"To me, the backlog is one of the clearest and most shocking demonstrations of how we regard these crimes in our society. Testing rape kits sends a fundamental and crucial message to victims of sexual violence: You matter. What happened to you matters. Your case matters. For that reason, The Joyful Heart Foundation, which I founded in 2004, has made ending the rape kit backlog our #1 advocacy priority."
- Mariska Hargitay
Every 98 seconds, someone is sexually assaulted in the United States.
With the crime of sexual assault, the victim’s body is a part of the crime scene. When the victim reports the assault to the police, at a hospital, or at a rape crisis center, the victim can choose to have a doctor or nurse photograph, swab and conduct an invasive and exhaustive examination of the victim’s entire body for DNA evidence left behind by the attacker—a process that takes four to six hours to complete. That evidence is collected and preserved in a sexual assault evidence kit, commonly referred to as a rape kit.
When tested, DNA evidence contained by rape kits can be an incredibly powerful tool to solve and prevent crime. It can identify an unknown assailant and confirm the presence of a known suspect. It can affirm the survivor's account of the attack and discredit the suspect. It can connect the suspect to other crime scenes and identify serial offenders. It can exonerate the wrongfully convicted.
To accomplish these things, however, rape kits must be tested.
It is estimated that hundreds of thousands of rape kits sit untested in police department and crime lab storage facilities across the country in what is known as the rape kit backlog. Each kit represents a lost opportunity to bring healing and justice to a survivor of sexual violence and safety to a community.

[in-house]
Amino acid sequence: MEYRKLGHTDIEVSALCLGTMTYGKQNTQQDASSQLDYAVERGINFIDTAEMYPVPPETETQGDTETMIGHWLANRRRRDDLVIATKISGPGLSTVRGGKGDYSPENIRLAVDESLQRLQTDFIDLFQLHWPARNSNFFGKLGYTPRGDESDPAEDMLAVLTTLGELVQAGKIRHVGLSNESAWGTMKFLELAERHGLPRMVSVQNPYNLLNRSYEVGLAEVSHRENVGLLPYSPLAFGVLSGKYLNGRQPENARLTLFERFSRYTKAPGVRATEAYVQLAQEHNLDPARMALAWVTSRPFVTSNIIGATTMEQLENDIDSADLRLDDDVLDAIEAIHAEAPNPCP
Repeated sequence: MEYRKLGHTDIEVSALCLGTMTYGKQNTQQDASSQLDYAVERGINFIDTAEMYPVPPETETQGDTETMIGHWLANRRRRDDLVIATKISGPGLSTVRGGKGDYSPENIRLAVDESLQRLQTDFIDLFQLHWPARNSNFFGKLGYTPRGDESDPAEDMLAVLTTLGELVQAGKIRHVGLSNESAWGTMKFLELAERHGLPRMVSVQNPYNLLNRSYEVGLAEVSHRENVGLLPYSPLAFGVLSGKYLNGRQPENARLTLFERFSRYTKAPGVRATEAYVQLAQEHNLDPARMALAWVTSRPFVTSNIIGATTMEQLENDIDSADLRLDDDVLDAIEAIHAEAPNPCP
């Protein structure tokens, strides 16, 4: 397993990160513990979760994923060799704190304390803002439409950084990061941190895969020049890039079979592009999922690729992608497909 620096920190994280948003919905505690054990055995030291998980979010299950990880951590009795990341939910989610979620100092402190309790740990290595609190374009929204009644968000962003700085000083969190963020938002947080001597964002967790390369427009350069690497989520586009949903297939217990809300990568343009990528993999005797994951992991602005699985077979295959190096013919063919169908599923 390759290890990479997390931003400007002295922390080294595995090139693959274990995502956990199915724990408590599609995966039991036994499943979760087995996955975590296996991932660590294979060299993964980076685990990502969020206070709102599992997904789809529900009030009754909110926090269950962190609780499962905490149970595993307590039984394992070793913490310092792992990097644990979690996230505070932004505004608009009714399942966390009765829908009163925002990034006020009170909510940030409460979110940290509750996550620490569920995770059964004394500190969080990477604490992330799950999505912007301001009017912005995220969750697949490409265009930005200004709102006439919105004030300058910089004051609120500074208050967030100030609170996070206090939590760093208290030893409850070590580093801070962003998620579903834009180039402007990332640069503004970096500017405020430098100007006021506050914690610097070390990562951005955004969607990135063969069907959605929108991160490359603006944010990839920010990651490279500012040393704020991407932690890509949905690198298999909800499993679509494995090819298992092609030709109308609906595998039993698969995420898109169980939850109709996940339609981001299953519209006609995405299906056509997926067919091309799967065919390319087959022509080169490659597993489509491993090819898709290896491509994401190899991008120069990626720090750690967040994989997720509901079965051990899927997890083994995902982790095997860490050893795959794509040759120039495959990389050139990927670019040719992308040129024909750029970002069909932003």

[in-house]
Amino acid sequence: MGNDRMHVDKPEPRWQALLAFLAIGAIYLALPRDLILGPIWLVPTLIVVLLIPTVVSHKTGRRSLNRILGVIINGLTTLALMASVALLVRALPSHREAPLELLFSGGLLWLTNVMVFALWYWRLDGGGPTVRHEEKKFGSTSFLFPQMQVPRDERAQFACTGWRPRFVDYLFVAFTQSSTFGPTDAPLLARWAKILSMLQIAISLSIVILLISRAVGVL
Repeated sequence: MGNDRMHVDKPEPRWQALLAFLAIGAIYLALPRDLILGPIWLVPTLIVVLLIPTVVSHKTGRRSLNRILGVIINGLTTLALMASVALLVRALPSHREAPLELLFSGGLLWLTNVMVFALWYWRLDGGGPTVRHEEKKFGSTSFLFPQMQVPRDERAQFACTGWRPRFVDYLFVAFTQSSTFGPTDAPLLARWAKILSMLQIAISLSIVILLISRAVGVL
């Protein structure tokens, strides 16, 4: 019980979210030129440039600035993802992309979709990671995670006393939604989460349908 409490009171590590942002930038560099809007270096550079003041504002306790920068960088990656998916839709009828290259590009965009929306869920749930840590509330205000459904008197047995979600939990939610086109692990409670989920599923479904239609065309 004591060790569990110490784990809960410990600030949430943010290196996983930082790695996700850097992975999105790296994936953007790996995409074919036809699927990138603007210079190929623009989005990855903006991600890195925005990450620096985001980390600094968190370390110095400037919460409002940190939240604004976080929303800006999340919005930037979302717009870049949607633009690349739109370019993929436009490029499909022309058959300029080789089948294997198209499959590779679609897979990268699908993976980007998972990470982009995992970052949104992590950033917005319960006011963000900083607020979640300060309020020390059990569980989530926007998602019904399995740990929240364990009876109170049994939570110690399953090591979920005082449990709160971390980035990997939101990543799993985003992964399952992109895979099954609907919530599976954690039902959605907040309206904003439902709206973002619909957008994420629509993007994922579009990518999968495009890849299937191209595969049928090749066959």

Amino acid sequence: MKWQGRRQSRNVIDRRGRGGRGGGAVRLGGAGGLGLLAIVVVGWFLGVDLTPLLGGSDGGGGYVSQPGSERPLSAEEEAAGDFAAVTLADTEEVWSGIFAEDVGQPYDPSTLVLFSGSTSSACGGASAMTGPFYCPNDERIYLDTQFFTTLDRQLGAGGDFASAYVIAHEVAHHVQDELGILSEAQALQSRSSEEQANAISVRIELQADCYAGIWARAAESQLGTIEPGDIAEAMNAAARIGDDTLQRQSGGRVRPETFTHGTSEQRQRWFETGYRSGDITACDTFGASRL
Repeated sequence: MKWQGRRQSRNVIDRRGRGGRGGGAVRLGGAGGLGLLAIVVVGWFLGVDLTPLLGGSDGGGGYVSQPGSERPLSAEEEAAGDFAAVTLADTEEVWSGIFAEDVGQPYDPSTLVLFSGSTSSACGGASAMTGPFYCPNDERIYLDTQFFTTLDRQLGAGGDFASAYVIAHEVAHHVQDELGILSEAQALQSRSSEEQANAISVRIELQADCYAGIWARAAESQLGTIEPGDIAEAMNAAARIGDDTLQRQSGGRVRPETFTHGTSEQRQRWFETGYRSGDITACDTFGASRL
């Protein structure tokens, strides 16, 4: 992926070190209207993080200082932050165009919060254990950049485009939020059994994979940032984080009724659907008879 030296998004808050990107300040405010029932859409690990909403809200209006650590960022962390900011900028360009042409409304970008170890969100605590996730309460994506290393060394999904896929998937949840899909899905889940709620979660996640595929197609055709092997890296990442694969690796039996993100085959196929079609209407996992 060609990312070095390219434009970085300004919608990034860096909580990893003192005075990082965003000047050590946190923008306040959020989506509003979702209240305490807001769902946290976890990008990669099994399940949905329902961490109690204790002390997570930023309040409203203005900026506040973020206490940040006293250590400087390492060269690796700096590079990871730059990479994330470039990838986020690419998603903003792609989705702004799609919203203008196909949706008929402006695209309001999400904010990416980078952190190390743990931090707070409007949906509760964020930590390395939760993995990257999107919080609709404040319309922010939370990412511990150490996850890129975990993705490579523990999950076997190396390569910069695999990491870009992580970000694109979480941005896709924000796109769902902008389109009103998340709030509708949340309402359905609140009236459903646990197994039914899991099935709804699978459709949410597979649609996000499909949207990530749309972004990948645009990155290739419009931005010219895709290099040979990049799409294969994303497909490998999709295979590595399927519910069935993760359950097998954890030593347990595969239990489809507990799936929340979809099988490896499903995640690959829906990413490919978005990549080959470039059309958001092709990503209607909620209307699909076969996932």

The rape kit backlog comprises two distinct but related problems. The first part of the backlog occurs when rape kits are collected and booked into evidence, but detectives and/or prosecutors do not request DNA analysis. These kits may remain in a police evidence storage facility indefinitely. This is often referred to as the “untested” or “unsubmitted” rape kit backlog. The Joyful Heart Foundation defines an untested and/or backlogged kit as one that has not been submitted to an accredited public or private crime lab for testing within 10 days of being booked into evidence.
The second part of the backlog occurs in crime laboratory facilities, where rape kits that have been submitted for testing are awaiting DNA analysis. Many kits that are submitted to crime labs are not tested in a timely manner, creating the second part of the backlog. The Joyful Heart Foundation defines a “backlogged” kit at the DNA testing lab as one that has not been tested within 30 days of receipt by the lab.
We believe that every rape kit booked into evidence and connected to a reported sexual assault should be submitted to a crime lab for testing, and that crime labs must commit to testing rape kit evidence in a timely manner.
Since most jurisdictions do not have systems for counting or tracking rape kits, we cannot be sure of the total number of untested rape kits nationwide. Additionally, there is no federal law mandating the tracking and testing of rape kits. It is estimated, however, that there are hundreds of thousands of untested kits in police and crime lab storage facilities throughout the country.
However a growing number of states, all across the country, are making real reforms to end the backlog. States and local jurisdictions have started to count, track and test the untested kits in their facilities, and are seeing powerful results.
END THE BACKLOG is an initiative of the Joyful Heart Foundation to shine a light on the backlog of untested rape kits throughout the United States. Our goal is to end this injustice by conducting groundbreaking research identifying the extent of the nation’s backlog and best practices for eliminating it, expanding the national dialogue on rape kit testing through increased public awareness, engaging communities and government agencies and officials and advocating for comprehensive rape kit reform legislation and policies at the local, state and federal levels. We urge you to learn more about the backlog, where it exists and why it matters. We invite you to take action and support efforts to test rape kits. Help us send the message that we must take rape seriously.